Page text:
The signals preceding today’s ( Jan. 12, 2006) meeting of the Asia-Pacific climate summit are ominous. The principals – U.S., Australia, Japan, India, South Korea and China – have made clear in advance that they reject any mandatory timetables for reducing greenhouse gases.
They have invited 120 industry observers – primarily from oil and coal interests – to provide input – while locking out environmental organizations whose voices traditionally have provided valuable corrections at other international climate meetings. The U.S. and Australia acknowledge they will be recruiting other countries into the APAC group. That, in turn, will dilute if not completely negate those countries’ commitments to the United Nations under the Kyoto Protocol. And they will be promoting a host of technologies designed not to pacify our inflamed climate but to provide a facade of acceptability for the continued use of coal, the most climate-destabilizing of all fuels. This gathering is the latest manifestation of the Bush Administration’s six-year campaign to undermine and marginalize the UN and its mission of promoting a more sustainable and equitable world. It is also profoundly anti-democratic in its drive to put the world’s great energy companies in charge of the world’s climate policies. There is no argument that the current goals of the Kyoto Protocol are inadequate, judged against the demands of nature. For one example, nine of the 10 hottest years on record have occurred since 1995 and the planet is heating at a rate faster than any time in the last 10,000 years. But, judged by the history of human political achievements, the Protocol provides a groundbreaking framework to bring the nations of the world together in a common project to rewire the planet with clean energy. That is not what will emerge from the APAC summit. Given the input of companies like Peabody Energy, Rio Tinto and Chevron, the summit will be promoting a batch of sleight-of-hand, short-term technological fixes.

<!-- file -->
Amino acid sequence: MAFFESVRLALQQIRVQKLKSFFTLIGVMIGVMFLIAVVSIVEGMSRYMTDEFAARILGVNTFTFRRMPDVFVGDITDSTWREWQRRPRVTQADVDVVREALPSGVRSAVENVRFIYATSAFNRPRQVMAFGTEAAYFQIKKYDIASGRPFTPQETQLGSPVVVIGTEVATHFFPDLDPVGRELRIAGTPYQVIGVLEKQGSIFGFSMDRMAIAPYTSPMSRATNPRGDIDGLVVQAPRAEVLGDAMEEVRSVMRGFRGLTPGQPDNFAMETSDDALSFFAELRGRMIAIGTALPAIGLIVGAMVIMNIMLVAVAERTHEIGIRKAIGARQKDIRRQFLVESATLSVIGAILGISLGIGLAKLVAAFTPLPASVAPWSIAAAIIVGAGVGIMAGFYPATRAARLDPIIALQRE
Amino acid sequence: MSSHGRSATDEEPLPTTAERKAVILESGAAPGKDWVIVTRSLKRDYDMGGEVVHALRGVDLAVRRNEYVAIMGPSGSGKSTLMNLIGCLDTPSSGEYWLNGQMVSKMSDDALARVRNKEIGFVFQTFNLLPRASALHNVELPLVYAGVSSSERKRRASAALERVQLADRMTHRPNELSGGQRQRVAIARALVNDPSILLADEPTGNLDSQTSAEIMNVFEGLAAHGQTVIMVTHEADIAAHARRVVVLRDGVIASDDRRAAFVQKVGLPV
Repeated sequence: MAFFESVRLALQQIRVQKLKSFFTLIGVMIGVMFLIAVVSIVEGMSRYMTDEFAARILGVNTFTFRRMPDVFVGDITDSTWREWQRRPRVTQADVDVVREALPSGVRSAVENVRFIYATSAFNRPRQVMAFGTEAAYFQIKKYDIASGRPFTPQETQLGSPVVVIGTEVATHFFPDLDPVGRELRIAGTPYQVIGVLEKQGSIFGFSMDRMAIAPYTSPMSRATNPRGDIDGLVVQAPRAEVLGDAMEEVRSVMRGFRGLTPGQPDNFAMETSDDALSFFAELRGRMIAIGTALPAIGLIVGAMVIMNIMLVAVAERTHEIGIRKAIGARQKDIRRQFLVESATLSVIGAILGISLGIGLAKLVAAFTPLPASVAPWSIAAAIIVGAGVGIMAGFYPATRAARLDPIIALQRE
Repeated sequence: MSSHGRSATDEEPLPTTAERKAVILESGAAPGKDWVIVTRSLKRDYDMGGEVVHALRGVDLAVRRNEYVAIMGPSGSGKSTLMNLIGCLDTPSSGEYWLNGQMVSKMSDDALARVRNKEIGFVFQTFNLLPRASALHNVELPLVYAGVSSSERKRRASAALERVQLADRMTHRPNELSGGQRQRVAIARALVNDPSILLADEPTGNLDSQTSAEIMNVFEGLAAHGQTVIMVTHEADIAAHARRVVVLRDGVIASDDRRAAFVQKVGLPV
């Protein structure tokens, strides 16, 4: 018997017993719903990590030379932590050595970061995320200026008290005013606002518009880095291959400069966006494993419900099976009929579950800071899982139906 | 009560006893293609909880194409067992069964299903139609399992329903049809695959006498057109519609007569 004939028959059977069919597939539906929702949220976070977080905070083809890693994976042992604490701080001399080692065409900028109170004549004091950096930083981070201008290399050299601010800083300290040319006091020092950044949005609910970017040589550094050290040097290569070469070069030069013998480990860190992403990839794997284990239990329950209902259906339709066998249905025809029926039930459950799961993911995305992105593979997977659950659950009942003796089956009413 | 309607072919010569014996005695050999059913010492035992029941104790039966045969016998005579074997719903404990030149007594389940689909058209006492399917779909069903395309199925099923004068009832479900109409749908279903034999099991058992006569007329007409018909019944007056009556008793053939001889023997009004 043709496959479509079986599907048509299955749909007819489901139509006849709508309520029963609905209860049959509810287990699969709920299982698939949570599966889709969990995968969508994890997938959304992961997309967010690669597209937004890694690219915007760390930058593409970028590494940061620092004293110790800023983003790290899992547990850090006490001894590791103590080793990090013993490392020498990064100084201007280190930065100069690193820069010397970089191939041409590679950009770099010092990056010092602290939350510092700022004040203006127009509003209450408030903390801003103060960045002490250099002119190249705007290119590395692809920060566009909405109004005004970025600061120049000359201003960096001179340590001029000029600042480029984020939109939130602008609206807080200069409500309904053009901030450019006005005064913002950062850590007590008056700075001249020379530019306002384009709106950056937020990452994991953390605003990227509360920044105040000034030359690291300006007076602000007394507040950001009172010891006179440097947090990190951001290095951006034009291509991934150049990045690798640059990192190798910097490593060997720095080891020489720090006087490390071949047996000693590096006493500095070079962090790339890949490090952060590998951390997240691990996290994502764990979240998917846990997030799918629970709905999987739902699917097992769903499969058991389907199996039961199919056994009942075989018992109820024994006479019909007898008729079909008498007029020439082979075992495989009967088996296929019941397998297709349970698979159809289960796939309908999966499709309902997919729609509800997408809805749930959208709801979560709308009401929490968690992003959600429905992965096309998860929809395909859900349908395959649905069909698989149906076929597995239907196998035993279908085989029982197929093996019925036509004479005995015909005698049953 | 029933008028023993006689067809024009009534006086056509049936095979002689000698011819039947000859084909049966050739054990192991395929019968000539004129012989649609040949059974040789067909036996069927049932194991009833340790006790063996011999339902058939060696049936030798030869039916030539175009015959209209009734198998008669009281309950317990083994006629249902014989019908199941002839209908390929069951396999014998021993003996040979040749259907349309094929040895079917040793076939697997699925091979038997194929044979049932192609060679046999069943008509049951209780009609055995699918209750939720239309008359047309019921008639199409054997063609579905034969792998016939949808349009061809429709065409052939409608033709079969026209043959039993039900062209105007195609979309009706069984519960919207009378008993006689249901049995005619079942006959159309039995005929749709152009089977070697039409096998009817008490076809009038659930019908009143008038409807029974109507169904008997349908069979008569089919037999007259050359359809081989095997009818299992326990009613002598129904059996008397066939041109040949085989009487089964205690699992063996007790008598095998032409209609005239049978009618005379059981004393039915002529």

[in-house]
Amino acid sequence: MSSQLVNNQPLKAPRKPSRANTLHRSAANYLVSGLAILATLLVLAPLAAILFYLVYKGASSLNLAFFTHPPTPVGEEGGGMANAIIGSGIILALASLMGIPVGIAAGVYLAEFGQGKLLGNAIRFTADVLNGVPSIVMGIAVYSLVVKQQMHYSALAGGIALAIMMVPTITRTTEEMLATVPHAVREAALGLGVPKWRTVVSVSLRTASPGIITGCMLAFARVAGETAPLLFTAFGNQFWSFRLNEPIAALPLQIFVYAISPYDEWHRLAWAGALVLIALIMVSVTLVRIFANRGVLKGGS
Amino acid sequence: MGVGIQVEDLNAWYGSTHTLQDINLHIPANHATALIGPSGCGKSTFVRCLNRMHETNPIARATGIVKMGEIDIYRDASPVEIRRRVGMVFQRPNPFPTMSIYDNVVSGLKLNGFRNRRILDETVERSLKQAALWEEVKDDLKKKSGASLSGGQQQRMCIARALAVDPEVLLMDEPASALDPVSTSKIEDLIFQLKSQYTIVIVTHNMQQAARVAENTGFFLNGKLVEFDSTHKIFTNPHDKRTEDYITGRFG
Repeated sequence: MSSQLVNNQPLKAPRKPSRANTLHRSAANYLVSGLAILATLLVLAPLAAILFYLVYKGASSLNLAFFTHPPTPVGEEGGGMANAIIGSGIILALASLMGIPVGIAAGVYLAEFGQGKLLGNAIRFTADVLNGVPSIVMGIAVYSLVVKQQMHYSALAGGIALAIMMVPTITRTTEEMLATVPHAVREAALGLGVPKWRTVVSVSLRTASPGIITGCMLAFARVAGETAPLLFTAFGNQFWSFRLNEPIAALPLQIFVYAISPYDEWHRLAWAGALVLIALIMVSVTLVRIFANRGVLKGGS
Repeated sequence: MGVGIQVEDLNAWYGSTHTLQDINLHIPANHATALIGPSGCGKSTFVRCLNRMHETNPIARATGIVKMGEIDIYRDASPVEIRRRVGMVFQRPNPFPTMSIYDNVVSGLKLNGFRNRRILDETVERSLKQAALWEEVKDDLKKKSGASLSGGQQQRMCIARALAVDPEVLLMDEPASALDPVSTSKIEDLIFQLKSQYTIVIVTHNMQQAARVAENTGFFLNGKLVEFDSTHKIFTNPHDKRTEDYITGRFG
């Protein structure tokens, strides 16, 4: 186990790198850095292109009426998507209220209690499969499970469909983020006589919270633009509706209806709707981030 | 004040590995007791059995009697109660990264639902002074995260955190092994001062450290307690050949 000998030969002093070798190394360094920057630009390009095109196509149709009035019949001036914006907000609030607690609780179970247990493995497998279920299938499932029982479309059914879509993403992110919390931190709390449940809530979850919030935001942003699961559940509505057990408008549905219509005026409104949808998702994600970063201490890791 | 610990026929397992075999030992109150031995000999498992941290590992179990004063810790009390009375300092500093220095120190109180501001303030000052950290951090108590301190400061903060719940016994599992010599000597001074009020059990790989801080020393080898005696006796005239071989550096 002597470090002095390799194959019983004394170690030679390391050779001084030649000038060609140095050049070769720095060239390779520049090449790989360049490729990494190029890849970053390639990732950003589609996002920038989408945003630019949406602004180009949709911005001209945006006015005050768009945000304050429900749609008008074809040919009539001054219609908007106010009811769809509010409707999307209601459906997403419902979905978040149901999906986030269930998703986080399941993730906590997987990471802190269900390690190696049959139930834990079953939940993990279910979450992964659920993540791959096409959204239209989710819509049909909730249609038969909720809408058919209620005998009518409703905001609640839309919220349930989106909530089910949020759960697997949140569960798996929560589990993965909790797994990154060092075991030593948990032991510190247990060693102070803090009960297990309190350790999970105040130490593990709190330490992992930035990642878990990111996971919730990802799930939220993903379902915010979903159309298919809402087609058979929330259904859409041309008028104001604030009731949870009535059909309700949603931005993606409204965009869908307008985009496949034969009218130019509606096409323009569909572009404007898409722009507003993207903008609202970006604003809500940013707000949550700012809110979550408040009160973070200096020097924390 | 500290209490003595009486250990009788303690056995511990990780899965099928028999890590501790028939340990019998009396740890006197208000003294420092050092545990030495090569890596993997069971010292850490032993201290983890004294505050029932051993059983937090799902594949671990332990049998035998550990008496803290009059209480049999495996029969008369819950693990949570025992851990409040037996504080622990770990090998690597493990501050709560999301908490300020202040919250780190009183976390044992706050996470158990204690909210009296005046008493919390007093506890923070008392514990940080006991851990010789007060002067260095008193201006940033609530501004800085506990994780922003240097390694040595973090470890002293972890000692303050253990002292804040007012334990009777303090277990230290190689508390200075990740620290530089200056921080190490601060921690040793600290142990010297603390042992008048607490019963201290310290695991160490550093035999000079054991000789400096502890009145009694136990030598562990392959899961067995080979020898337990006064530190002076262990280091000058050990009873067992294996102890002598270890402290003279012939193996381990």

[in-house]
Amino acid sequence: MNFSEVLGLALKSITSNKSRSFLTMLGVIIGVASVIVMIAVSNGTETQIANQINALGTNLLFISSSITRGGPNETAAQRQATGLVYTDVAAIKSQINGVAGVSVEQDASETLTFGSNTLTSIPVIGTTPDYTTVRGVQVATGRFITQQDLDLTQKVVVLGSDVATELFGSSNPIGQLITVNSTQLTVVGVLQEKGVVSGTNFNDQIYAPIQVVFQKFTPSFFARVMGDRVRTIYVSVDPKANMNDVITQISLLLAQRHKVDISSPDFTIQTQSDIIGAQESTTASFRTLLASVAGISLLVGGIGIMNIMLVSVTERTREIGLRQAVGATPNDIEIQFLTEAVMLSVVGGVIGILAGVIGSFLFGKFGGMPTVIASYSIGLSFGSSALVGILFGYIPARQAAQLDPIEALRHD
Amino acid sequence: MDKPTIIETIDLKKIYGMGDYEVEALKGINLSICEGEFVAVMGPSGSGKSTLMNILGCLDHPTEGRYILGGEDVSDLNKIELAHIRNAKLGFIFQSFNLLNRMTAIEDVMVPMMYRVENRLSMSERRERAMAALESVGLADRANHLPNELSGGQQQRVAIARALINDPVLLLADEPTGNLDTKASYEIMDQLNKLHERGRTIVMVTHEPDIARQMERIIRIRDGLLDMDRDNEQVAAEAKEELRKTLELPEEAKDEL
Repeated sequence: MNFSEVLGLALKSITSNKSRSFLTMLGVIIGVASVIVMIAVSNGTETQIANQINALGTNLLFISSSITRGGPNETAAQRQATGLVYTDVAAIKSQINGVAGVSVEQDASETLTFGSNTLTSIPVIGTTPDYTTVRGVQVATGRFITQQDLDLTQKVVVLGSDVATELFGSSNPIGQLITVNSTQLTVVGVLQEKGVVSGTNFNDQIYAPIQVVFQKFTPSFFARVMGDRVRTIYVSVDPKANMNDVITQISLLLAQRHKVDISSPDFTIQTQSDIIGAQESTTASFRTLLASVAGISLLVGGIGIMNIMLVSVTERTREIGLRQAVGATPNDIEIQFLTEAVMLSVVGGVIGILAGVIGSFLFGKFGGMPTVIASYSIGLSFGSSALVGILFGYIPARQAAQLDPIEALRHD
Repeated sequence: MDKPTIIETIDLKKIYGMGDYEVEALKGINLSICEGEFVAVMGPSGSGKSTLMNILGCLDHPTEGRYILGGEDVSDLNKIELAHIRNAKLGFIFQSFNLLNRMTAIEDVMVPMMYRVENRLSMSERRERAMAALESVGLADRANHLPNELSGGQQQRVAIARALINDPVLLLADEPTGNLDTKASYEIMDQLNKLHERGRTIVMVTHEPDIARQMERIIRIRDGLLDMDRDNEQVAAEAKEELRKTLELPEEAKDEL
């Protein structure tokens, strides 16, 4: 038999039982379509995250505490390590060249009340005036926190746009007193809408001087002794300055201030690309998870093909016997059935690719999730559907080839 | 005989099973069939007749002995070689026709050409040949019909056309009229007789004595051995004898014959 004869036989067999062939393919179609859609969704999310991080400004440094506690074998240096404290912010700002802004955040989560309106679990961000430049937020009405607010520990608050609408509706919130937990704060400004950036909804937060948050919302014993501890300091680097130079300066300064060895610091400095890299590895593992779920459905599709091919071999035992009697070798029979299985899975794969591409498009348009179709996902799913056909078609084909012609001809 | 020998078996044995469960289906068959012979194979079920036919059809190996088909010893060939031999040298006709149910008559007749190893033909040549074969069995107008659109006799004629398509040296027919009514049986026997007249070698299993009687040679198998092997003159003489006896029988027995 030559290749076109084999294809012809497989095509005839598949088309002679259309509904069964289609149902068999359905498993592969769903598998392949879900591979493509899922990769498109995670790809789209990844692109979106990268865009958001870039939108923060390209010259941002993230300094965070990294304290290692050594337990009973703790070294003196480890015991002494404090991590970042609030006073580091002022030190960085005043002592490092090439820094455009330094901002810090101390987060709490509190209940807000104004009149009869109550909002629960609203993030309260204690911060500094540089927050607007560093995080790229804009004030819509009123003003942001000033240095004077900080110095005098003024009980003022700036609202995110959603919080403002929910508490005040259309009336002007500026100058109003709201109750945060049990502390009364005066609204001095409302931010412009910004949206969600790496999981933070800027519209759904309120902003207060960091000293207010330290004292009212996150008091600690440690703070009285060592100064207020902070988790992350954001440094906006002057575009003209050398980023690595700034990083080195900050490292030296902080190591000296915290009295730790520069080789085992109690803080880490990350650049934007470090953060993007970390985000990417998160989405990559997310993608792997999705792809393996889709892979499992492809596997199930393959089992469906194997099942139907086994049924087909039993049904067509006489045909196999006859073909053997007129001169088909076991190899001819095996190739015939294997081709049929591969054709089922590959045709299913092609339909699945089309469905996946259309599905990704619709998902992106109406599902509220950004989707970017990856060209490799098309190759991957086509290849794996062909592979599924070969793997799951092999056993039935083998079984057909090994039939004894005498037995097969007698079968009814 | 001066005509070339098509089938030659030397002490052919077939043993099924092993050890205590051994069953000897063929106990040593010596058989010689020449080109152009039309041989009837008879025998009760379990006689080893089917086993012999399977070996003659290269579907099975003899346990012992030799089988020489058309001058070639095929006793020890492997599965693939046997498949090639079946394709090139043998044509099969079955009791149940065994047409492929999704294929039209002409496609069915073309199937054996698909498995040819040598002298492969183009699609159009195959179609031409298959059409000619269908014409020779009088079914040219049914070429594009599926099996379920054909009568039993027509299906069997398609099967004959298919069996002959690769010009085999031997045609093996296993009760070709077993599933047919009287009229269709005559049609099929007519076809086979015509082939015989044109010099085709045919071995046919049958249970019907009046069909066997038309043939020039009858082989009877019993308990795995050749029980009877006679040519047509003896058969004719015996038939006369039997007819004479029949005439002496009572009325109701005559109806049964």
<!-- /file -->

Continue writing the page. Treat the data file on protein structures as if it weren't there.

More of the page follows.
Clean coal technology, with its reliance on hugely expensive geo-engineering projects like mechanical carbon sequestration, basically represents a full-employment act for companies like Bechtel and Halliburton. These projects are also wasteful in the extreme. Given their huge pricetags, the same amount of money would generate far more electricity per dollar were it to be spent on constructing windfarms. A real “pro-technology pro-growth” initiative would center on a worldwide project to replace every coal-burning generating plant, every oil-burning furnace, every gasoline-powered car with clean, climate-friendly energy technologies. The construction and installation of windmills, solar panels and tidal power devices, coupled with the construction of an infrastructure for a hydrogen economy, are far more labor intensive than the extraction of coal and oil (which are heavily automated). There are, to be sure, problems with the Kyoto framework. Its goals are too modest and its timetable too slow to match the escalating pace of climate change. But given the flexibility built into the Protocol’s design, it will be easy, when the time comes, for delegates to increase the targets to match the scope and urgency of the threat. As several oil company presidents have said off the record, any meaningful effort to avert climate chaos requires the governments of the world to impose binding and enforceable timetables and goals on the energy industry. That sentiment was echoed publicly by executives of some of America’s largest utilities including Cinergy Corporation – as well as by the investment banking firm of Goldman Sachs. And that approach is at the heart of the Kyoto Protocol. By contrast, the real agenda behind the APAC summit involves a new framework—the emergence of a global corporate state whose goals are determined by short-term profit calculations rather than an authentic concern for our common future or our common planet.